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Harbor Terrace

Harbor Terrace is located on the ground floor on the east side of the main Aquarium building. Overlooking Rainbow Harbor with a view of Shoreline Village, this outdoor space features tables and seating for visitors wishing to take a break, in addition to two popular exhibits: the Moon Jelly Touch Lab and an exhibit featuring two species of amphibious mudskippers.

Harbor Terrace can be accessed through the Aquarium’s Pacific Collections gift store or by following the walkway past Lorikeet Forest.

archerfish spitting water at a spider on a leaf above the water

Archerfish Exhibit

Archerfish have the ability to spit a jet of water above the surface as a method of hunting insects and other prey. They can target their prey on the water’s surface or even in low-hanging branches. They typically are found in mangroves and estuaries from India to the Philippines, Australia, and Polynesia.​ This fish grows to about 4 inches in length and has a silver body with four or five black vertical stripes. Aquarium visitors will be able to witness the archerfish’s hunting prowess during daily feedings.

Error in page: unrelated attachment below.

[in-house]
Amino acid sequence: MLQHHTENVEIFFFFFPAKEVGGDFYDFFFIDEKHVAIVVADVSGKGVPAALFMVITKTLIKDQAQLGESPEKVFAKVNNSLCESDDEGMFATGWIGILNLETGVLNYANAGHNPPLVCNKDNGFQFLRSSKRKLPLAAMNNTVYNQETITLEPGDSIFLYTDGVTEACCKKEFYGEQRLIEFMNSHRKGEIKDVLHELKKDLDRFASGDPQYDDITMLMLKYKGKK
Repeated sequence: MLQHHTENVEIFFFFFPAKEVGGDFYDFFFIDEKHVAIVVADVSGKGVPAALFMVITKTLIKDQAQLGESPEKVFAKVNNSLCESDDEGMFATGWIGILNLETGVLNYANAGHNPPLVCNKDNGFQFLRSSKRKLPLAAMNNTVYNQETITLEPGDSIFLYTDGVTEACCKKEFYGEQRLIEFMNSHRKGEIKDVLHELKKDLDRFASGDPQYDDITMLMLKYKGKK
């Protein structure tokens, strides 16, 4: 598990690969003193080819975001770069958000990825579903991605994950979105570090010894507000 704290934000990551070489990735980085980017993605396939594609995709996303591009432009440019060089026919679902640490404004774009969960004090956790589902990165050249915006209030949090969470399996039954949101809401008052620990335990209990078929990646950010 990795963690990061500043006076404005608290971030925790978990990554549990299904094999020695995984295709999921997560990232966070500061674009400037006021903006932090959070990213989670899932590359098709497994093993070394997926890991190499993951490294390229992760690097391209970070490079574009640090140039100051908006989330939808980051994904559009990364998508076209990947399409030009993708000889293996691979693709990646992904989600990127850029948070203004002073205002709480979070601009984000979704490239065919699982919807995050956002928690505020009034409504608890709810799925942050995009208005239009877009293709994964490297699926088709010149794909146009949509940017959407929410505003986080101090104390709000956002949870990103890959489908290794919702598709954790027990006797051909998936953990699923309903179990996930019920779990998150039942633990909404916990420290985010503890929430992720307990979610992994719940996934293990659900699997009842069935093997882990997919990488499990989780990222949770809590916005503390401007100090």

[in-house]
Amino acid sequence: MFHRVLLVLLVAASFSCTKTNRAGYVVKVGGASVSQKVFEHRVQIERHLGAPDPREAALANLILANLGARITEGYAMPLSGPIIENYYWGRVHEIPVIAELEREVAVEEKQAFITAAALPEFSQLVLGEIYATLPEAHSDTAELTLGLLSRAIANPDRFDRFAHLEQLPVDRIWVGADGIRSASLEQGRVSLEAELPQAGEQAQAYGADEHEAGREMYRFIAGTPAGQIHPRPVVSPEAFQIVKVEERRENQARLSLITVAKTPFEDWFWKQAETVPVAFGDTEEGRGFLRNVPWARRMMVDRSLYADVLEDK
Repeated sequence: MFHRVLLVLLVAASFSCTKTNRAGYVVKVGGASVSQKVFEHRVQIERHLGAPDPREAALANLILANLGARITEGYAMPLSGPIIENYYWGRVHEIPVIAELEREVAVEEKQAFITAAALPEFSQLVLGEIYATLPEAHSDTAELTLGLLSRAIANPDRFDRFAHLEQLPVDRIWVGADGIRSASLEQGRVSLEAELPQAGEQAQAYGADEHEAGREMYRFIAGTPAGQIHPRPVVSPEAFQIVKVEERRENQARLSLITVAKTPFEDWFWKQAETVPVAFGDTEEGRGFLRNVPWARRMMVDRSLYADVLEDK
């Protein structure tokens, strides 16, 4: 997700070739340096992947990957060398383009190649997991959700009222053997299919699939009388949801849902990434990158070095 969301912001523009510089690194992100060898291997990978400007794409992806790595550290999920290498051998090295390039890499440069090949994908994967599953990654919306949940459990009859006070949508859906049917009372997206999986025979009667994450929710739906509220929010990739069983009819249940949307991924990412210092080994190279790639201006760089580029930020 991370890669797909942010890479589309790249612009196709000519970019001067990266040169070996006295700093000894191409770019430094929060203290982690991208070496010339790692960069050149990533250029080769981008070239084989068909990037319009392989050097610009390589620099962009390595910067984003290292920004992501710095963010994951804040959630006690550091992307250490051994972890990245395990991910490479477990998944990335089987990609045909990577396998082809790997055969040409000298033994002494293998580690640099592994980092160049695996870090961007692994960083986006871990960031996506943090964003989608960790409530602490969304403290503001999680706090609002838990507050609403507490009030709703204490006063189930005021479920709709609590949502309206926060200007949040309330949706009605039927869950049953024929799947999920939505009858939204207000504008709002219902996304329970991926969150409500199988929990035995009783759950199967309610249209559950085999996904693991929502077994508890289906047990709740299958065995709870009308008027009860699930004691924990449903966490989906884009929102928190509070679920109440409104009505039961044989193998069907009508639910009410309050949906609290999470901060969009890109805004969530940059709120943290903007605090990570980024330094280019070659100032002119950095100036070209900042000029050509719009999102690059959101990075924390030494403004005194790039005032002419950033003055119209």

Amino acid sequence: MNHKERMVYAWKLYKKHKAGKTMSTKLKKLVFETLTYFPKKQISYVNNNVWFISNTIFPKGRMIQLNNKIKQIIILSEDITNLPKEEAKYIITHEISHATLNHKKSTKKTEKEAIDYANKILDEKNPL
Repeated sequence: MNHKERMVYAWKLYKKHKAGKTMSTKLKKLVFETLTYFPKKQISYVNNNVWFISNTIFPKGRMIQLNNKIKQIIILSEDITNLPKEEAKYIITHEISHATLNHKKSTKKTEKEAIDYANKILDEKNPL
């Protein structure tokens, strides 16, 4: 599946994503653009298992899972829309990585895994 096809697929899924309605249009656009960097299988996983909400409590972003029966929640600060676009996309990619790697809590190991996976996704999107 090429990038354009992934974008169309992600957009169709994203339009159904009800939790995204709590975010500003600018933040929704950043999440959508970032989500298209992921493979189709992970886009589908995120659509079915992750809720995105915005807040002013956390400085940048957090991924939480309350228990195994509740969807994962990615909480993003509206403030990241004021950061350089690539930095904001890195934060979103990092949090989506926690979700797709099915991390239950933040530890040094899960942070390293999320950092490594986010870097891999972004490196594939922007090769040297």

touch moon jellies

Moon Jelly Touch Tank

Hours: 10:00 a.m. to 5:00 p.m.

The Moon Jelly Touch Lab is a very popular stop, with a large curved tank that can accommodate the many Aquarium visitors who wish to touch these gelatinous creatures. It is staffed by members of the education department, who can point out the anatomical features of moon jellies and answer questions about what they eat, how they reproduce, and other jelly facts. The translucent moon jelly can be identified by the four half-circles on its bell. These are the reproductive tissues. The toxins in this jelly’s stinging cells are not strong enough to penetrate human skin, making them safe to touch. In the wild, they live in temperate areas of the Indian, Atlantic, and Pacific Oceans.


Mudskippers Exhibit

Mudskippers are unique fish that have adapted to an amphibious lifestyle and can live both underwater and on land. Native to Indonesia, Africa, and the Indian Ocean, mudskippers get their name from their ability to hop and climb using their pectoral fins.